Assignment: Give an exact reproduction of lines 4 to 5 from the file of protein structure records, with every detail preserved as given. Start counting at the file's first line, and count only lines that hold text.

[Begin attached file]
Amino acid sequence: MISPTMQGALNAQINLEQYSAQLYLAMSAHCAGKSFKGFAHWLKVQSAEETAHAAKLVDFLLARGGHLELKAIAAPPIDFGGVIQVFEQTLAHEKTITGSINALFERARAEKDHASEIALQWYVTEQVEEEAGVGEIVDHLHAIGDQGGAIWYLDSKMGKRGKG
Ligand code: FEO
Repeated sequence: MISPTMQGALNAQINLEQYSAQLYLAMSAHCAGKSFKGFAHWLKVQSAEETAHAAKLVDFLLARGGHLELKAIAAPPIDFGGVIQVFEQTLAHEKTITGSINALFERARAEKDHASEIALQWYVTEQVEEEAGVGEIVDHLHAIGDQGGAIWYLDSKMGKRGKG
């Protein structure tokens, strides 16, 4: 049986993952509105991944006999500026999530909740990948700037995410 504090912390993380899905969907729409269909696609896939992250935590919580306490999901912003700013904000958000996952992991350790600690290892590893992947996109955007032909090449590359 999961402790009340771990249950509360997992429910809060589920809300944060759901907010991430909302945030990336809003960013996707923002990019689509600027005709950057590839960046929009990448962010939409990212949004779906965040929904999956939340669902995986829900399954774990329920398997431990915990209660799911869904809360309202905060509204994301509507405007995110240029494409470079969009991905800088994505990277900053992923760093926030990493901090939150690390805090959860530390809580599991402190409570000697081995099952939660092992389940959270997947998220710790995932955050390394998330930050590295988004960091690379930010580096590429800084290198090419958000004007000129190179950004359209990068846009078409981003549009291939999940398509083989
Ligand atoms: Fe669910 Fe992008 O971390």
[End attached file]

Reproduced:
């Protein structure tokens, strides 16, 4: 049986993952509105991944006999500026999530909740990948700037995410 504090912390993380899905969907729409269909696609896939992250935590919580306490999901912003700013904000958000996952992991350790600690290892590893992947996109955007032909090449590359 999961402790009340771990249950509360997992429910809060589920809300944060759901907010991430909302945030990336809003960013996707923002990019689509600027005709950057590839960046929009990448962010939409990212949004779906965040929904999956939340669902995986829900399954774990329920398997431990915990209660799911869904809360309202905060509204994301509507405007995110240029494409470079969009991905800088994505990277900053992923760093926030990493901090939150690390805090959860530390809580599991402190409570000697081995099952939660092992389940959270997947998220710790995932955050390394998330930050590295988004960091690379930010580096590429800084290198090419958000004007000129190179950004359209990068846009078409981003549009291939999940398509083989
Ligand atoms: Fe669910 Fe992008 O971390």